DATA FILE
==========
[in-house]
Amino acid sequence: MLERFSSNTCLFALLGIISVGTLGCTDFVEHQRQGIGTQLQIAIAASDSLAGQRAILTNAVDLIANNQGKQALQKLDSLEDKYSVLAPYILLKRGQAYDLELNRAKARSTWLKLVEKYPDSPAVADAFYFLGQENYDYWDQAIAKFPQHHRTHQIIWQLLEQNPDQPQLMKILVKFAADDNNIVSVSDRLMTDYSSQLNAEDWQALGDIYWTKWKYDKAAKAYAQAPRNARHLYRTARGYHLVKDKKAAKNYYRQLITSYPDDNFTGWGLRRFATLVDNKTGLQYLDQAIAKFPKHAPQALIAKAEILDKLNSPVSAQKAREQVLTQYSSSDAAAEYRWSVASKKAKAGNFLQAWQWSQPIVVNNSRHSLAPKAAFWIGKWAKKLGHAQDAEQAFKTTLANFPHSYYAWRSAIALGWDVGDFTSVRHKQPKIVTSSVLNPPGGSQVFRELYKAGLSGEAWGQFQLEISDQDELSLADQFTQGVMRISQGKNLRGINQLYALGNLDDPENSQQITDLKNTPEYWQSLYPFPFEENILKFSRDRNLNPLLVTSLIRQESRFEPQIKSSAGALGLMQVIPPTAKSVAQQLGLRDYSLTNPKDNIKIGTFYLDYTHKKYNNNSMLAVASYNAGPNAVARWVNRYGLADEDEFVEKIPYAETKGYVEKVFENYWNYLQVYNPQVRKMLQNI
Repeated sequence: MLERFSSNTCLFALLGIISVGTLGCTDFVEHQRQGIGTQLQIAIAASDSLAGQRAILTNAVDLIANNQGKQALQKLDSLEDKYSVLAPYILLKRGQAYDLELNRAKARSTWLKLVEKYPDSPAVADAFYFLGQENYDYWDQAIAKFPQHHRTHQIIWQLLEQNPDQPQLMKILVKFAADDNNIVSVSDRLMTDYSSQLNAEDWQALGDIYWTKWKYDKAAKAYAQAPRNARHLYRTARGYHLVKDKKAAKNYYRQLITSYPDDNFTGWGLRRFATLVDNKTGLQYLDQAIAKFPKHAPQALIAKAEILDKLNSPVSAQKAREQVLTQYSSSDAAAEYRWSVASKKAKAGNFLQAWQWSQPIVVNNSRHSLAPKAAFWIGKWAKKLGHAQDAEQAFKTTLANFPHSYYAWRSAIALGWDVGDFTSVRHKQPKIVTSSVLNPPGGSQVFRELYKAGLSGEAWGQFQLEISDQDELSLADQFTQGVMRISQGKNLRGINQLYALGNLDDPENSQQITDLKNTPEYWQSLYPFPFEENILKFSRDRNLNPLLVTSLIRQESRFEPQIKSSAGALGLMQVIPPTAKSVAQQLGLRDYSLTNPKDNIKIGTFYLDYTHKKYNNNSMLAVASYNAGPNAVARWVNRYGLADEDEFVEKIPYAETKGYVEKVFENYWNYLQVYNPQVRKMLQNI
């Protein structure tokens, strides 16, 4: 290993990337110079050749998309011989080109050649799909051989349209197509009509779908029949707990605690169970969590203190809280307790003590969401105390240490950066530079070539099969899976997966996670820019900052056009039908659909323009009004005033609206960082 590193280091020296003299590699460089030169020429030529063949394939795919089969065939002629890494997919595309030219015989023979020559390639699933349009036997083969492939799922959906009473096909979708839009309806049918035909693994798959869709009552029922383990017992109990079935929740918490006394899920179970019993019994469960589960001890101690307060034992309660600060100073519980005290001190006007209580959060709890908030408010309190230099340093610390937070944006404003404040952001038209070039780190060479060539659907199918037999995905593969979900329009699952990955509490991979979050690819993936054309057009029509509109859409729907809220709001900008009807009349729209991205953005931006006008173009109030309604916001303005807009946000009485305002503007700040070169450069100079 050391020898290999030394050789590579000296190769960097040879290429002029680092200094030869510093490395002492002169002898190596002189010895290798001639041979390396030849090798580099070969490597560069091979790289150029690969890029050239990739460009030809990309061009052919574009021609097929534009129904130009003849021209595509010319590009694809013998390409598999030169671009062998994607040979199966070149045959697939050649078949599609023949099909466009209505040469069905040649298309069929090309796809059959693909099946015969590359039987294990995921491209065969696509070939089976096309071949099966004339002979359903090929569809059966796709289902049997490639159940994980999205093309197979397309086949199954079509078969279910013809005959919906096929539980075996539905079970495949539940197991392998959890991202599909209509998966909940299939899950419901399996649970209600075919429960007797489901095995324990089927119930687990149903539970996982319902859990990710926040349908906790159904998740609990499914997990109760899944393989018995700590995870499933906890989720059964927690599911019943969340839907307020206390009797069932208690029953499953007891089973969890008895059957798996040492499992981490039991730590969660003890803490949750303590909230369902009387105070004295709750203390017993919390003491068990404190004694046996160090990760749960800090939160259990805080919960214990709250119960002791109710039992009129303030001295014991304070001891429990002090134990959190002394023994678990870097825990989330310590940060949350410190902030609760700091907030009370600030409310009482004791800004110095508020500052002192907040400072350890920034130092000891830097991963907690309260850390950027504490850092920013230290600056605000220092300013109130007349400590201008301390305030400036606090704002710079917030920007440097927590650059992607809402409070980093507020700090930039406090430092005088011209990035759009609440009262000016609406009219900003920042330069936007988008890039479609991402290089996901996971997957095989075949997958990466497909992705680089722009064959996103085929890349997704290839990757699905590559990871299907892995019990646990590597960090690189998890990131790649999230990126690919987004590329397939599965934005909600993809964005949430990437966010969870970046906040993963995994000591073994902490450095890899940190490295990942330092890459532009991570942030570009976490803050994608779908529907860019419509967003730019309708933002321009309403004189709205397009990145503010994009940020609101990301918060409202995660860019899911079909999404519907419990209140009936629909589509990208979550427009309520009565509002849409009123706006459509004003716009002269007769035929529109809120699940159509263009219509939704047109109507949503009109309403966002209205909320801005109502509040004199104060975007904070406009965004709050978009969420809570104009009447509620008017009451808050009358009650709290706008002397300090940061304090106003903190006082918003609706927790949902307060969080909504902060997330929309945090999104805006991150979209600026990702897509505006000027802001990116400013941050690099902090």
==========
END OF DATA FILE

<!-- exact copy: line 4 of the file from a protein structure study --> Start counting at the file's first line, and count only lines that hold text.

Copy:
């Protein structure tokens, strides 16, 4: 290993990337110079050749998309011989080109050649799909051989349209197509009509779908029949707990605690169970969590203190809280307790003590969401105390240490950066530079070539099969899976997966996670820019900052056009039908659909323009009004005033609206960082 590193280091020296003299590699460089030169020429030529063949394939795919089969065939002629890494997919595309030219015989023979020559390639699933349009036997083969492939799922959906009473096909979708839009309806049918035909693994798959869709009552029922383990017992109990079935929740918490006394899920179970019993019994469960589960001890101690307060034992309660600060100073519980005290001190006007209580959060709890908030408010309190230099340093610390937070944006404003404040952001038209070039780190060479060539659907199918037999995905593969979900329009699952990955509490991979979050690819993936054309057009029509509109859409729907809220709001900008009807009349729209991205953005931006006008173009109030309604916001303005807009946000009485305002503007700040070169450069100079 050391020898290999030394050789590579000296190769960097040879290429002029680092200094030869510093490395002492002169002898190596002189010895290798001639041979390396030849090798580099070969490597560069091979790289150029690969890029050239990739460009030809990309061009052919574009021609097929534009129904130009003849021209595509010319590009694809013998390409598999030169671009062998994607040979199966070149045959697939050649078949599609023949099909466009209505040469069905040649298309069929090309796809059959693909099946015969590359039987294990995921491209065969696509070939089976096309071949099966004339002979359903090929569809059966796709289902049997490639159940994980999205093309197979397309086949199954079509078969279910013809005959919906096929539980075996539905079970495949539940197991392998959890991202599909209509998966909940299939899950419901399996649970209600075919429960007797489901095995324990089927119930687990149903539970996982319902859990990710926040349908906790159904998740609990499914997990109760899944393989018995700590995870499933906890989720059964927690599911019943969340839907307020206390009797069932208690029953499953007891089973969890008895059957798996040492499992981490039991730590969660003890803490949750303590909230369902009387105070004295709750203390017993919390003491068990404190004694046996160090990760749960800090939160259990805080919960214990709250119960002791109710039992009129303030001295014991304070001891429990002090134990959190002394023994678990870097825990989330310590940060949350410190902030609760700091907030009370600030409310009482004791800004110095508020500052002192907040400072350890920034130092000891830097991963907690309260850390950027504490850092920013230290600056605000220092300013109130007349400590201008301390305030400036606090704002710079917030920007440097927590650059992607809402409070980093507020700090930039406090430092005088011209990035759009609440009262000016609406009219900003920042330069936007988008890039479609991402290089996901996971997957095989075949997958990466497909992705680089722009064959996103085929890349997704290839990757699905590559990871299907892995019990646990590597960090690189998890990131790649999230990126690919987004590329397939599965934005909600993809964005949430990437966010969870970046906040993963995994000591073994902490450095890899940190490295990942330092890459532009991570942030570009976490803050994608779908529907860019419509967003730019309708933002321009309403004189709205397009990145503010994009940020609101990301918060409202995660860019899911079909999404519907419990209140009936629909589509990208979550427009309520009565509002849409009123706006459509004003716009002269007769035929529109809120699940159509263009219509939704047109109507949503009109309403966002209205909320801005109502509040004199104060975007904070406009965004709050978009969420809570104009009447509620008017009451808050009358009650709290706008002397300090940061304090106003903190006082918003609706927790949902307060969080909504902060997330929309945090999104805006991150979209600026990702897509505006000027802001990116400013941050690099902090």